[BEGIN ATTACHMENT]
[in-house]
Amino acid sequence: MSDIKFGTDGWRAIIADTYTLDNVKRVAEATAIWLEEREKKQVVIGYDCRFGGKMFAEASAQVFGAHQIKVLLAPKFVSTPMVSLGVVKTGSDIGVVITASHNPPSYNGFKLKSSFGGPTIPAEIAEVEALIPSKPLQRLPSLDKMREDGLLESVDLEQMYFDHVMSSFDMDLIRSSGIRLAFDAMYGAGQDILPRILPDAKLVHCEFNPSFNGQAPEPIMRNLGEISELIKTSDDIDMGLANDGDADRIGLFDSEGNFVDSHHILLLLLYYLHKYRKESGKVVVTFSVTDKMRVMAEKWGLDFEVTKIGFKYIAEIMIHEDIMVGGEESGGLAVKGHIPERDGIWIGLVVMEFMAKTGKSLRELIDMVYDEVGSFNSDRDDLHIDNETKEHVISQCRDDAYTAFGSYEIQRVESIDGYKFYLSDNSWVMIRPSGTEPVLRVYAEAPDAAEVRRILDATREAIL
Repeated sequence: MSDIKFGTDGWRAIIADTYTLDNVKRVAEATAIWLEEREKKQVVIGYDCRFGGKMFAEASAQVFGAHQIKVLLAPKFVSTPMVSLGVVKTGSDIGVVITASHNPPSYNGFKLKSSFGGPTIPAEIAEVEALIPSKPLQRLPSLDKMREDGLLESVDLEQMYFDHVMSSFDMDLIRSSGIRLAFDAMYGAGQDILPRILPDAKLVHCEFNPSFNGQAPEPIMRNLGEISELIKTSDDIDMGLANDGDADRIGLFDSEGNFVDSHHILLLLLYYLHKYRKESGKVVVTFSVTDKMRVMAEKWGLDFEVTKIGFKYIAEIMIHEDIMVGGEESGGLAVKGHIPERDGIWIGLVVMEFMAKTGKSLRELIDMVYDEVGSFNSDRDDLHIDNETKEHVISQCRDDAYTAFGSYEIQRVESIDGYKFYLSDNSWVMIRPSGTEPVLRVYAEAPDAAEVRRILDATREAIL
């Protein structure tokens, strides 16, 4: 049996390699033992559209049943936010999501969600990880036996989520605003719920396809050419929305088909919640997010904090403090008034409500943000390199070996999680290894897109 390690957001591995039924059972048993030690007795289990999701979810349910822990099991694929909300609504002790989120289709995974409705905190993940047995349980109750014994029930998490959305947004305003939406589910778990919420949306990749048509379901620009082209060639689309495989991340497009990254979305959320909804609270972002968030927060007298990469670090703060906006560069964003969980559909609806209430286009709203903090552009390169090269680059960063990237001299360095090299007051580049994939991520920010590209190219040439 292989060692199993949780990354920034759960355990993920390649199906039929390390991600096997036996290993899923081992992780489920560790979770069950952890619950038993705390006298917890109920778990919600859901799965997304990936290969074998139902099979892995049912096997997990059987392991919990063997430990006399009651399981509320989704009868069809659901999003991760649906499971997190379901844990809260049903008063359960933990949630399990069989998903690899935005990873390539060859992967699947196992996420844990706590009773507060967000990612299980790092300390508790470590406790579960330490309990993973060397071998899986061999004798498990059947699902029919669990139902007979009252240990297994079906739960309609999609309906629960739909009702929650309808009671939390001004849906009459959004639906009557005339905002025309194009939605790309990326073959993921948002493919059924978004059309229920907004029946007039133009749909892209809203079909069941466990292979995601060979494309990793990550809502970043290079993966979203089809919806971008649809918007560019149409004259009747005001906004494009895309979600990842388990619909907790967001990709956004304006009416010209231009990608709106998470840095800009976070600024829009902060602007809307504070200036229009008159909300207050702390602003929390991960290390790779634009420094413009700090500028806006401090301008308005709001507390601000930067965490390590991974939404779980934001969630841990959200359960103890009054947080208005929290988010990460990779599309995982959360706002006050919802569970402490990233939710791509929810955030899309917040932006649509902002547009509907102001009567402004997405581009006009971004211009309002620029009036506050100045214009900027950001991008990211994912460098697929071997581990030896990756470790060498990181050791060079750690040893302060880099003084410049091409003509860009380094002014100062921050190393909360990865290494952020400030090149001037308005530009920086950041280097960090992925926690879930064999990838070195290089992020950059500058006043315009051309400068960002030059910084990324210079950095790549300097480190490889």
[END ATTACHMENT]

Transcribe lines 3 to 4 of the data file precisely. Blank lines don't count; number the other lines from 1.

Repeated sequence: MSDIKFGTDGWRAIIADTYTLDNVKRVAEATAIWLEEREKKQVVIGYDCRFGGKMFAEASAQVFGAHQIKVLLAPKFVSTPMVSLGVVKTGSDIGVVITASHNPPSYNGFKLKSSFGGPTIPAEIAEVEALIPSKPLQRLPSLDKMREDGLLESVDLEQMYFDHVMSSFDMDLIRSSGIRLAFDAMYGAGQDILPRILPDAKLVHCEFNPSFNGQAPEPIMRNLGEISELIKTSDDIDMGLANDGDADRIGLFDSEGNFVDSHHILLLLLYYLHKYRKESGKVVVTFSVTDKMRVMAEKWGLDFEVTKIGFKYIAEIMIHEDIMVGGEESGGLAVKGHIPERDGIWIGLVVMEFMAKTGKSLRELIDMVYDEVGSFNSDRDDLHIDNETKEHVISQCRDDAYTAFGSYEIQRVESIDGYKFYLSDNSWVMIRPSGTEPVLRVYAEAPDAAEVRRILDATREAIL
């Protein structure tokens, strides 16, 4: 049996390699033992559209049943936010999501969600990880036996989520605003719920396809050419929305088909919640997010904090403090008034409500943000390199070996999680290894897109 390690957001591995039924059972048993030690007795289990999701979810349910822990099991694929909300609504002790989120289709995974409705905190993940047995349980109750014994029930998490959305947004305003939406589910778990919420949306990749048509379901620009082209060639689309495989991340497009990254979305959320909804609270972002968030927060007298990469670090703060906006560069964003969980559909609806209430286009709203903090552009390169090269680059960063990237001299360095090299007051580049994939991520920010590209190219040439 292989060692199993949780990354920034759960355990993920390649199906039929390390991600096997036996290993899923081992992780489920560790979770069950952890619950038993705390006298917890109920778990919600859901799965997304990936290969074998139902099979892995049912096997997990059987392991919990063997430990006399009651399981509320989704009868069809659901999003991760649906499971997190379901844990809260049903008063359960933990949630399990069989998903690899935005990873390539060859992967699947196992996420844990706590009773507060967000990612299980790092300390508790470590406790579960330490309990993973060397071998899986061999004798498990059947699902029919669990139902007979009252240990297994079906739960309609999609309906629960739909009702929650309808009671939390001004849906009459959004639906009557005339905002025309194009939605790309990326073959993921948002493919059924978004059309229920907004029946007039133009749909892209809203079909069941466990292979995601060979494309990793990550809502970043290079993966979203089809919806971008649809918007560019149409004259009747005001906004494009895309979600990842388990619909907790967001990709956004304006009416010209231009990608709106998470840095800009976070600024829009902060602007809307504070200036229009008159909300207050702390602003929390991960290390790779634009420094413009700090500028806006401090301008308005709001507390601000930067965490390590991974939404779980934001969630841990959200359960103890009054947080208005929290988010990460990779599309995982959360706002006050919802569970402490990233939710791509929810955030899309917040932006649509902002547009509907102001009567402004997405581009006009971004211009309002620029009036506050100045214009900027950001991008990211994912460098697929071997581990030896990756470790060498990181050791060079750690040893302060880099003084410049091409003509860009380094002014100062921050190393909360990865290494952020400030090149001037308005530009920086950041280097960090992925926690879930064999990838070195290089992020950059500058006043315009051309400068960002030059910084990324210079950095790549300097480190490889």